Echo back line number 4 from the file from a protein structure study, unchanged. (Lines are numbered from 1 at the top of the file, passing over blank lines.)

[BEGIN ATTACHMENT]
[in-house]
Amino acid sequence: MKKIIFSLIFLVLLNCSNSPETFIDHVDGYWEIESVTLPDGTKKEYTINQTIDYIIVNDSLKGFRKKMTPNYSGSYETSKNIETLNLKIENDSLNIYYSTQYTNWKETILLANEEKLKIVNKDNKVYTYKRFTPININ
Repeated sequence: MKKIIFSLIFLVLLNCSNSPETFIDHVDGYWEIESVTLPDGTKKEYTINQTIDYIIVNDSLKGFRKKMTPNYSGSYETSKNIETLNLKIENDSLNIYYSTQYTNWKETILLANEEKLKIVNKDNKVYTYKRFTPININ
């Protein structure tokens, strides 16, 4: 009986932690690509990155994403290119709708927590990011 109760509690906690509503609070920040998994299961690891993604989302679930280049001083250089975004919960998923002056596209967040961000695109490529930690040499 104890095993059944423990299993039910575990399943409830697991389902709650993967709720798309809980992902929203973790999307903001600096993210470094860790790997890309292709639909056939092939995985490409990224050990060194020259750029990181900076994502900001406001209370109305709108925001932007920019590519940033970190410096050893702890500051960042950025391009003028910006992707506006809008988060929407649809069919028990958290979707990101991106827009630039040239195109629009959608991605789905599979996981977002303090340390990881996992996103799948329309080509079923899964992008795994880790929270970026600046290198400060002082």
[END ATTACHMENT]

């Protein structure tokens, strides 16, 4: 009986932690690509990155994403290119709708927590990011 109760509690906690509503609070920040998994299961690891993604989302679930280049001083250089975004919960998923002056596209967040961000695109490529930690040499 104890095993059944423990299993039910575990399943409830697991389902709650993967709720798309809980992902929203973790999307903001600096993210470094860790790997890309292709639909056939092939995985490409990224050990060194020259750029990181900076994502900001406001209370109305709108925001932007920019590519940033970190410096050893702890500051960042950025391009003028910006992707506006809008988060929407649809069919028990958290979707990101991106827009630039040239195109629009959608991605789905599979996981977002303090340390990881996992996103799948329309080509079923899964992008795994880790929270970026600046290198400060002082």